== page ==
Arbitrators tell USOC to hear Solo's complaint about USSF
A three-woman arbitration panel has ordered the U.S. Olympic Committee to hear a complaint by former U.S. women's national team goalkeeper Hope Solo that accused the U.S. Soccer Federation of illegally favoring Major League Soccer.
Solo filed the complaint in January 2018 when she was among the candidates running for USSF president, a race she lost the following month to Carlos Cordeiro. Solo also accused the USSF of lacking financial transparency, responsibility to its members and independence, and of failing to provide equal support for women and sufficient opportunities for athletes with ambulatory cerebral palsy, stroke or traumatic brain injury.
A USOC panel dismissed the complaint last July, ruling Solo failed to pursue and exhaust her claims within the USSF grievance process, a necessary step under the Ted Stevens Olympic and Amateur Sports Act.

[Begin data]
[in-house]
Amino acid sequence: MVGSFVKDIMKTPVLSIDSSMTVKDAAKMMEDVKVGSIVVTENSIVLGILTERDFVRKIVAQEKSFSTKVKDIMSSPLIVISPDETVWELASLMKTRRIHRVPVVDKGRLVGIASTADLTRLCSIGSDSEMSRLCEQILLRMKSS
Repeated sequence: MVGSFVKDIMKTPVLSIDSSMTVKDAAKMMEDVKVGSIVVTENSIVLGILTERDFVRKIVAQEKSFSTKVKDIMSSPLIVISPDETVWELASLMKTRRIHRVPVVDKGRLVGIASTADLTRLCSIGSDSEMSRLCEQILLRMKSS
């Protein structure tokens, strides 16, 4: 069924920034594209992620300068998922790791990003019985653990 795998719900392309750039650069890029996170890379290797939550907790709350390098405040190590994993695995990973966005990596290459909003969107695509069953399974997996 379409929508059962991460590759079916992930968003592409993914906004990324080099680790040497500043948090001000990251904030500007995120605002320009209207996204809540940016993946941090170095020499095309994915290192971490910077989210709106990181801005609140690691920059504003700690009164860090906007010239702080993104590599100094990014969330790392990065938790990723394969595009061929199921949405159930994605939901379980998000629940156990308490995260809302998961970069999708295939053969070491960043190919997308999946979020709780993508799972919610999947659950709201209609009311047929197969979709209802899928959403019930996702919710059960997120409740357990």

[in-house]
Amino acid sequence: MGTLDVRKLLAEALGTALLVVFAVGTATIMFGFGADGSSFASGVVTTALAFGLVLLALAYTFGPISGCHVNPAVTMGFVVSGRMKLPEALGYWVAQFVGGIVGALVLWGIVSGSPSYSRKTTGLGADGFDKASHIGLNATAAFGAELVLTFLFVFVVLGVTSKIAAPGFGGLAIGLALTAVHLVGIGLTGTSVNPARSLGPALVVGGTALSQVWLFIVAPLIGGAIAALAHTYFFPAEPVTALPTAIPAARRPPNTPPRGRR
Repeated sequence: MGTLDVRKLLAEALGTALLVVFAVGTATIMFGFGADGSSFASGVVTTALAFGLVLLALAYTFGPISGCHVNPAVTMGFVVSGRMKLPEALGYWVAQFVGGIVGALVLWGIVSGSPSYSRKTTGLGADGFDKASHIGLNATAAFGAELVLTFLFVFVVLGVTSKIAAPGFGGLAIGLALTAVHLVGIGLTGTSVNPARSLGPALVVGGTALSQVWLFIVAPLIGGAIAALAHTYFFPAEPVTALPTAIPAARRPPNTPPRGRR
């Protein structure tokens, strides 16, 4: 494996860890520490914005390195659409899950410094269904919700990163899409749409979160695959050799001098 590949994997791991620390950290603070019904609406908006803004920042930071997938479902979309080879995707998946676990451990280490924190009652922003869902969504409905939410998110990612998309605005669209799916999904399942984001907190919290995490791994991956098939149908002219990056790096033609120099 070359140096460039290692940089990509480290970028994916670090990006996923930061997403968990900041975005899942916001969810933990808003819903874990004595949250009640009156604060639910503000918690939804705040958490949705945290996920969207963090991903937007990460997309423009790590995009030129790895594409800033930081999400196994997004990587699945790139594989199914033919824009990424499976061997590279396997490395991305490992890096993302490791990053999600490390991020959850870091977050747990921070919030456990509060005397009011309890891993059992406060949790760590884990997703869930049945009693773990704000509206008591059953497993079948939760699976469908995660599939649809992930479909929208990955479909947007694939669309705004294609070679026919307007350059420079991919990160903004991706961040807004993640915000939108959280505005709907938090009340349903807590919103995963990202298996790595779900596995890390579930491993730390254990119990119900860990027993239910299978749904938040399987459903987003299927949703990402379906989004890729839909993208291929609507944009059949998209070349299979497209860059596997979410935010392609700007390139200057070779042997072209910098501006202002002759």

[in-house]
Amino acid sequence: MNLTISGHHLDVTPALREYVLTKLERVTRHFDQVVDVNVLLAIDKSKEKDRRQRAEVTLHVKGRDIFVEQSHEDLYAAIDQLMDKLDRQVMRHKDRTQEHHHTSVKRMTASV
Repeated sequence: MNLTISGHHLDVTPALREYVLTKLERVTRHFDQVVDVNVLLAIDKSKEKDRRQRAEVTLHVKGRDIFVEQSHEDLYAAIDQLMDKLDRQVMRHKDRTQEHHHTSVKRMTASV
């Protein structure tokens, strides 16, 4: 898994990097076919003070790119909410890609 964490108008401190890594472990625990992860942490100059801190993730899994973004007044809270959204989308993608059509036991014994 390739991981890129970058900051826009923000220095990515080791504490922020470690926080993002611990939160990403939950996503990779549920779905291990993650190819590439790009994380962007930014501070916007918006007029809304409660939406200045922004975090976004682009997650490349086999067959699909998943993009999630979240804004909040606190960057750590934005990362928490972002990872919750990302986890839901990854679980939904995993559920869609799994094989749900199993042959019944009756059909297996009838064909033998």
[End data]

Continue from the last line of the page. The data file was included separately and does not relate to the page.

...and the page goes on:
In a decision dated Tuesday and released by Solo on Friday, arbitrators Connie L. Peterson, Rebecca A. Albrecht and Carolyn B. Witherspoon ruled the USSF by-law calling for a single arbitrator to hear cases and for a three-person panel to decide appeals violates provisions in the Ted Stevens Act and USOC by-laws requiring 20 percent athlete representation on committees and panels that resolve grievances. They did not address the case's merits.